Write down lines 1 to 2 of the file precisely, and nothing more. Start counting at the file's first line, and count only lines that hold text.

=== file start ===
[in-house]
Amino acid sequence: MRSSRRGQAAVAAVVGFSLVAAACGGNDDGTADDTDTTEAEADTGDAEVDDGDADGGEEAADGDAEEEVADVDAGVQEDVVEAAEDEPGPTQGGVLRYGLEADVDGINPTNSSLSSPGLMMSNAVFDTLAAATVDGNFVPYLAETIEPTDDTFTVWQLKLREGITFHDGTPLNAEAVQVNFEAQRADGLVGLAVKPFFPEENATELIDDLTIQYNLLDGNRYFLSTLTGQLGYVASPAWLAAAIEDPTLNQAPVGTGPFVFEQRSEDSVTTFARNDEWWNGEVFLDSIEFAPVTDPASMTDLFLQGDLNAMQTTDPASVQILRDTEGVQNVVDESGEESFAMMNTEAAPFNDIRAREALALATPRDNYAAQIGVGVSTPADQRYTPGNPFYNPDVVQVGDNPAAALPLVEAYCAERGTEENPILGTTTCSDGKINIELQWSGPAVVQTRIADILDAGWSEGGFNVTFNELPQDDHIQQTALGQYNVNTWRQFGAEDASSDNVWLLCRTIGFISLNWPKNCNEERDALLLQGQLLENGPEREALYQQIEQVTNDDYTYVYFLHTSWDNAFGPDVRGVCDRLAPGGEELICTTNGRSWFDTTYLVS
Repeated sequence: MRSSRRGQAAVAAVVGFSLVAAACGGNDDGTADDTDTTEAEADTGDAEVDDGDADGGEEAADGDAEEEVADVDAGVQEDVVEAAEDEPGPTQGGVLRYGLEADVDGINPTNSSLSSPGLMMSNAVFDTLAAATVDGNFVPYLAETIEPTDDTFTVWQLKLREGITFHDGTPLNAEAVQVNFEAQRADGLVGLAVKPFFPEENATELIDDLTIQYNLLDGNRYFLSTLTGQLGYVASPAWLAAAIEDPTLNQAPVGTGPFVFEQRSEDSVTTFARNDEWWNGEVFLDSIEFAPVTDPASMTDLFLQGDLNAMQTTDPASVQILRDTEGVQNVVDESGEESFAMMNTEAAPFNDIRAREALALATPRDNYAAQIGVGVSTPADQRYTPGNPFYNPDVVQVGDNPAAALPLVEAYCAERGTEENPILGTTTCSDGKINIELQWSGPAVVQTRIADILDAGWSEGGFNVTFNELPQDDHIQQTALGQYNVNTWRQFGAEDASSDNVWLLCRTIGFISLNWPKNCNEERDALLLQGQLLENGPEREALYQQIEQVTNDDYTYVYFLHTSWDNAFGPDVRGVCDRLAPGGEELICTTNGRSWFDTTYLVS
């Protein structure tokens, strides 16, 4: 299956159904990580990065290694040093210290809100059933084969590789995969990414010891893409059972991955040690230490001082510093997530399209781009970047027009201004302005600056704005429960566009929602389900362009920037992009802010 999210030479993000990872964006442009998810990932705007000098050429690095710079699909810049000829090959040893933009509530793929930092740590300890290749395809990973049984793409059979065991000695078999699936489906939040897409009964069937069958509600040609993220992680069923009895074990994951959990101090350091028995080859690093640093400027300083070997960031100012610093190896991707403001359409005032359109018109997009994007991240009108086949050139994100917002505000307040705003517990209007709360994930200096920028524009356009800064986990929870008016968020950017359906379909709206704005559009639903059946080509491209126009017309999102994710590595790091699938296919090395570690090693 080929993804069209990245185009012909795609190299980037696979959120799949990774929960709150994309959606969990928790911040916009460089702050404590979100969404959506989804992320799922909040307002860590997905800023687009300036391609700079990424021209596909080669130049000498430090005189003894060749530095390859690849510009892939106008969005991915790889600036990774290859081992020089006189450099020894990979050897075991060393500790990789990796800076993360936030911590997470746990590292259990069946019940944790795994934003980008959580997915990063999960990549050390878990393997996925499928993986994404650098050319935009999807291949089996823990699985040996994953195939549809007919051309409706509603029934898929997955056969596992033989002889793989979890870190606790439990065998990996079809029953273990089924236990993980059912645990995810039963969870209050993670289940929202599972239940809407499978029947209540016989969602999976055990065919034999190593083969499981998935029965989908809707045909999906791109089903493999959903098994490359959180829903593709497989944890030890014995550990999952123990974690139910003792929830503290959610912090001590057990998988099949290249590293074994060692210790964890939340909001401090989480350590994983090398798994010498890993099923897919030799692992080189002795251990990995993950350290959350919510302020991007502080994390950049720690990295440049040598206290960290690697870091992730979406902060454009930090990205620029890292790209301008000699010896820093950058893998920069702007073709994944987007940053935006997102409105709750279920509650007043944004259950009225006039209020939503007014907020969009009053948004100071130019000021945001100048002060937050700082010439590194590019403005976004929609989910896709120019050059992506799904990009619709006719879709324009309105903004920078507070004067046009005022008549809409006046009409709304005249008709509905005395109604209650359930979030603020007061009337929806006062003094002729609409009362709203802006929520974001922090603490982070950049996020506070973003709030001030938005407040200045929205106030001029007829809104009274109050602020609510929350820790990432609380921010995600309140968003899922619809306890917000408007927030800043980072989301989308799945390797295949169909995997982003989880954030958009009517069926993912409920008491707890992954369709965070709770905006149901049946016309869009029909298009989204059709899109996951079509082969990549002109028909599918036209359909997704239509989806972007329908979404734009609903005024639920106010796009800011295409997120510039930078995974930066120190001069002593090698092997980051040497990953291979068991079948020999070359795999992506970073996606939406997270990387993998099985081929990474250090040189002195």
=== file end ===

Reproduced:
[in-house]
Amino acid sequence: MRSSRRGQAAVAAVVGFSLVAAACGGNDDGTADDTDTTEAEADTGDAEVDDGDADGGEEAADGDAEEEVADVDAGVQEDVVEAAEDEPGPTQGGVLRYGLEADVDGINPTNSSLSSPGLMMSNAVFDTLAAATVDGNFVPYLAETIEPTDDTFTVWQLKLREGITFHDGTPLNAEAVQVNFEAQRADGLVGLAVKPFFPEENATELIDDLTIQYNLLDGNRYFLSTLTGQLGYVASPAWLAAAIEDPTLNQAPVGTGPFVFEQRSEDSVTTFARNDEWWNGEVFLDSIEFAPVTDPASMTDLFLQGDLNAMQTTDPASVQILRDTEGVQNVVDESGEESFAMMNTEAAPFNDIRAREALALATPRDNYAAQIGVGVSTPADQRYTPGNPFYNPDVVQVGDNPAAALPLVEAYCAERGTEENPILGTTTCSDGKINIELQWSGPAVVQTRIADILDAGWSEGGFNVTFNELPQDDHIQQTALGQYNVNTWRQFGAEDASSDNVWLLCRTIGFISLNWPKNCNEERDALLLQGQLLENGPEREALYQQIEQVTNDDYTYVYFLHTSWDNAFGPDVRGVCDRLAPGGEELICTTNGRSWFDTTYLVS